Herbal meds/contraindicated in immunomodulation/chemotherapy

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Mike Bartolatz
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Herbal meds/contraindicated in immunomodulation/chemotherapy

Post by Mike Bartolatz » Sun Feb 15, 2004 12:21 pm

Herbal meds and their immune effects/ contraindicated
concurrent use of immunodulatory agents and many herbal medicines can cause DRASTIC consequences:

Tables for:
Acute Renal Transplant Rejection Possibly Related to Herbal Medications

[Am J Transplant 3(12):1608-1609, 2003. © 2003 Blackwell Publishing]


Table 1. Herbal Medications and Their Immune Effects

Grapefruit Vitamin C source Increases bioavailability of many medications
St John's Wort Depression Decreases cyclosporine levels by effecting metabolism or absorption, or both
Echinacea Natural cold relief and immune booster Increases white blood cell counts
Astragalus Natural cold relief and immune booster Stimulates T cells
Ginseng Stimulates immune glands Unknown
Licorice root Stimulates immune glands Effects aldosterone and interferon levels
Pau d'arco Anti-inflammatory Anti-oxidant
Alfalfa Anti-inflammatory for arthritis Interferes with nitric oxide formation and has a variety of effects on lymphocytes
Zinc Cold relief Antiviral, possibly by stimulating interferon production

From American Journal of Transplantation

Acute Renal Transplant Rejection Possibly Related to Herbal Medications
Posted 01/22/2004

Timothy D. Light; Jimmy A. Light

Use of herbal and alternative medications in the United States is increasing. Many of these medications have unknown mechanisms of actions, and possible metabolic interactions with prescribed medications. We report a case of late acute rejection after exposure to two popular herbal medications.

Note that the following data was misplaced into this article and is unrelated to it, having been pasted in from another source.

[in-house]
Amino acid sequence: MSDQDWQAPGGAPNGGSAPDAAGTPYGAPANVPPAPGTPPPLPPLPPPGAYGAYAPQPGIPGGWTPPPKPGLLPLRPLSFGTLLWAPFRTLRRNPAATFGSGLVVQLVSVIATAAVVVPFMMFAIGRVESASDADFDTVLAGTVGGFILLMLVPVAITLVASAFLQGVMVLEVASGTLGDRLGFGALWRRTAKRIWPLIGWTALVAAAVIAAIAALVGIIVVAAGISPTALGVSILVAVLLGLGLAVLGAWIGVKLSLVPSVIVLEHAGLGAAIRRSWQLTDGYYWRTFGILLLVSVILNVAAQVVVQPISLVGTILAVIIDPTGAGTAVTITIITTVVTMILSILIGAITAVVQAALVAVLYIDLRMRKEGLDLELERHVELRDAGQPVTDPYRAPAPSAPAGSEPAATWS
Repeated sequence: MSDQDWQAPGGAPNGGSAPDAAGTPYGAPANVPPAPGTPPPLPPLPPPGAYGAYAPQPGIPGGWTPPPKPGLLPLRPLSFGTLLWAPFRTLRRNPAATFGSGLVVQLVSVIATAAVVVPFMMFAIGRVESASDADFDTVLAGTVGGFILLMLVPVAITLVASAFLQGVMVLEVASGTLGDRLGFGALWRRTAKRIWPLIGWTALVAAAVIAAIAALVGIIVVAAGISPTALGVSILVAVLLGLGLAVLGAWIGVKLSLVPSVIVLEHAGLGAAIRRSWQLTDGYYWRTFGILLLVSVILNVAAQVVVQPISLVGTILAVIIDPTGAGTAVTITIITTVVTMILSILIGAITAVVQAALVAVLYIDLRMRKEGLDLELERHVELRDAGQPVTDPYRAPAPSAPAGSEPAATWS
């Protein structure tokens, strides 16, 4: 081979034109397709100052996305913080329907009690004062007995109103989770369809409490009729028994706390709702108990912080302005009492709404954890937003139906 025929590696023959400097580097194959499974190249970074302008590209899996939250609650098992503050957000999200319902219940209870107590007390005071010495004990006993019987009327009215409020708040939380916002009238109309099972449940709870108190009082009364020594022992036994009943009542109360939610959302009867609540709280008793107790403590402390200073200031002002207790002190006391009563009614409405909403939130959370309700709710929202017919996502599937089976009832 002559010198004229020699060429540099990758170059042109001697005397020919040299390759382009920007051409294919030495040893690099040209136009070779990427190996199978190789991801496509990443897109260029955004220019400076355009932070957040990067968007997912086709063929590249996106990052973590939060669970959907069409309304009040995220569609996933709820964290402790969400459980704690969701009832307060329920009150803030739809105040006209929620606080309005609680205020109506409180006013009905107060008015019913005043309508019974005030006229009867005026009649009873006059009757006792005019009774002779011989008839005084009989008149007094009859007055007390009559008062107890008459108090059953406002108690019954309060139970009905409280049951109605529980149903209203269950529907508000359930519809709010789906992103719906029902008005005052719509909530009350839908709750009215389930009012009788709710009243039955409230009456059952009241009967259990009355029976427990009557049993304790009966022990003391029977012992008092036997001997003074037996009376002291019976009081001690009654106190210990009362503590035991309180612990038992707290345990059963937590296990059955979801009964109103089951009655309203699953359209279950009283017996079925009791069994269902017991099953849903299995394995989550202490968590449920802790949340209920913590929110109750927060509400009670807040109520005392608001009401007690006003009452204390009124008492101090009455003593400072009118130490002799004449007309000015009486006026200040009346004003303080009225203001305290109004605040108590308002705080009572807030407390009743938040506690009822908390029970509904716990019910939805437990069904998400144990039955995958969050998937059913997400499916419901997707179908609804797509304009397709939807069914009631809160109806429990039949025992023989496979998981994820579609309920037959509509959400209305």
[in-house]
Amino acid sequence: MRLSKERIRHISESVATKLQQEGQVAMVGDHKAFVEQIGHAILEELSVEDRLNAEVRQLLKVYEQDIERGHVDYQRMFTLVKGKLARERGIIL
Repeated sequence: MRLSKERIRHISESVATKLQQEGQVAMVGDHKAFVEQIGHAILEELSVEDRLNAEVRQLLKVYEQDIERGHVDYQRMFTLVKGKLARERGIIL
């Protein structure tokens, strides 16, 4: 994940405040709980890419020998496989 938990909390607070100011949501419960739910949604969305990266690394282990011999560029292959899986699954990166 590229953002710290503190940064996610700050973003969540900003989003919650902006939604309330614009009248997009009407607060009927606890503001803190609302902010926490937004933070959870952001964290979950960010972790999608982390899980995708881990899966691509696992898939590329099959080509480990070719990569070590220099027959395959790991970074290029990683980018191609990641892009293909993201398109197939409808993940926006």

Case Report
Herbal medications and health supplements are frequently used by the general public to help improve health and well being.[1] These medications are viewed as healthy and natural by patients and by many practitioners. Patients might not volunteer using such medications for multiple reasons: they might not recognize them as important medications, or they might fear offending the physician because of the 'alternative' approach. Most these medications are neither well understood nor studied in terms of pharmacology, drug interactions, side-effects, or efficacy.

A 59-year-old Caucasian female received a cadaveric renal transplant 16 years before this admission. Her renal failure was a result of poststreptococcal glomerulonephritis. She had been maintained on azathioprine 50 mg qd, and cyclosporine 75 mg bid, with trough levels of 100-150 mg/dL. She has been steroid-free for more than 10 years. Her baseline creatinine had been 1.1-1.4 mg/dL. She had never had acute rejection, nor any infectious complications except a severe viral infection within the first several weeks post transplant.